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47 of 50 people found the following review helpful By James K. Ashcraft on September 27, 2012
Format: Hardcover Verified Purchase
In "A Wilderness of Error," Errol Morris turns his considerable documentary skill to one of the most widely discussed murder cases of the 20th century, in which Dr. Jeffrey MacDonald was convicted of killing his wife and two daughters in 1970 and received three consecutive life sentences. Morris is best known to me for his film "The Thin Blue Line," the story of Randall Adams, who was sent to Texas's death row for killing a Dallas policeman. Adams was released from prison largely due to that film's exposure of the rush to judgment of him and the identity of the real killer. If Morris could accomplish something like that in Texas, of all places, he has my great respect.

The theme of this book is similar - authorities focus on a single suspect, decide he is guilty, and develop tunnel vision that prevents him from receiving justice. No doubt that is what happened to Adams. But Morris is wrong in suggesting the same thing happened to MacDonald.

In the Adams case, a police officer had been senselessly murdered during a routine traffic stop. Everyone in the region, the police, the D.A., and the public, was out for blood. Adams was fingered for the crime (by the teenager who actually committed it), brought in for questioning and then arrested. He was a drifter, a nobody. He had no solid alibi, and he was old enough to receive the death penalty, whereas the real killer was not. For those bent on social vengeance, Adams was perfect.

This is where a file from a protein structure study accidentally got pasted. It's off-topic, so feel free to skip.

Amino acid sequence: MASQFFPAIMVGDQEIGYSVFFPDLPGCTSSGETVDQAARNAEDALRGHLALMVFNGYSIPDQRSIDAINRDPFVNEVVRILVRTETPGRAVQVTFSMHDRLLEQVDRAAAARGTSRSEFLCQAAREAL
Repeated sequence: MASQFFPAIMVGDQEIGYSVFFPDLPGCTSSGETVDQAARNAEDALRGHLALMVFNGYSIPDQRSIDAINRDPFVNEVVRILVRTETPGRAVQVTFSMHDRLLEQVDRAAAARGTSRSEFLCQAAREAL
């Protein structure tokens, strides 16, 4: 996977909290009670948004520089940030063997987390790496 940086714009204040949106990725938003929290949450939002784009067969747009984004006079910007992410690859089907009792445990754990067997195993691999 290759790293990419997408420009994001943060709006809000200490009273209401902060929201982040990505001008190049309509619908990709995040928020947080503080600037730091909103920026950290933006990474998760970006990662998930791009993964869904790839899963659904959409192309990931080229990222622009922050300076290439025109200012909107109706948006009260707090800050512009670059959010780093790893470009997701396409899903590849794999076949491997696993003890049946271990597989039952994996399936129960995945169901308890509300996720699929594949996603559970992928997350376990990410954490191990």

MacDonald, on the other hand, couldn't have been a less desirable suspect for his authorities. He was a Green Beret captain, a paratrooper, a respected physician, and well liked by all of his peers and superiors.
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78 of 87 people found the following review helpful By Steamchef on December 27, 2012
Format: Hardcover
A jury, hand-picked by Jeffrey MacDonald's defense team, determined MacDonald's guilt -- two counts of second-degree murder, one count of first-degree murder -- after deliberating only six and a half hours. The members of the jury said later that they'd taken even that long only because they wanted to be sure they had been completely fair to MacDonald.

And now along comes Errol Morris, acting as if this convicted triple murderer were merely a defendant entitled to the presumption of innocence. The real mystery is why Morris should assume that MacDonald, demonstrably a liar, is incapable of lying about the crimes for which he was justly and properly convicted.

Even the book's front matter and the first few pages of the prologue contain egregious errors of fact:

1. MacDonald was never a Green Beret. He was an army surgeon assigned to the Green Berets.
2. Joe McGinniss was not a member of MacDonald's defense team. He was embedded with the defense, but he never made any agreement whatsoever with Jeffrey MacDonald regarding the scope or the content of his eventual book, "Fatal Vision."
3. Freddy Kassab is most definitely NOT the "protagonist" of McGinniss's book. He is the progatonist of the film that was based on "Fatal Vision."

The remainder of Morris's book is filled with far more serious errors. The book betrays the author's ignorance not only of the law but also of case-related material that Morris should have read, or should have read more carefully, during the twenty years he claims to have devoted to researching the case. This material includes transcripts of the U.S.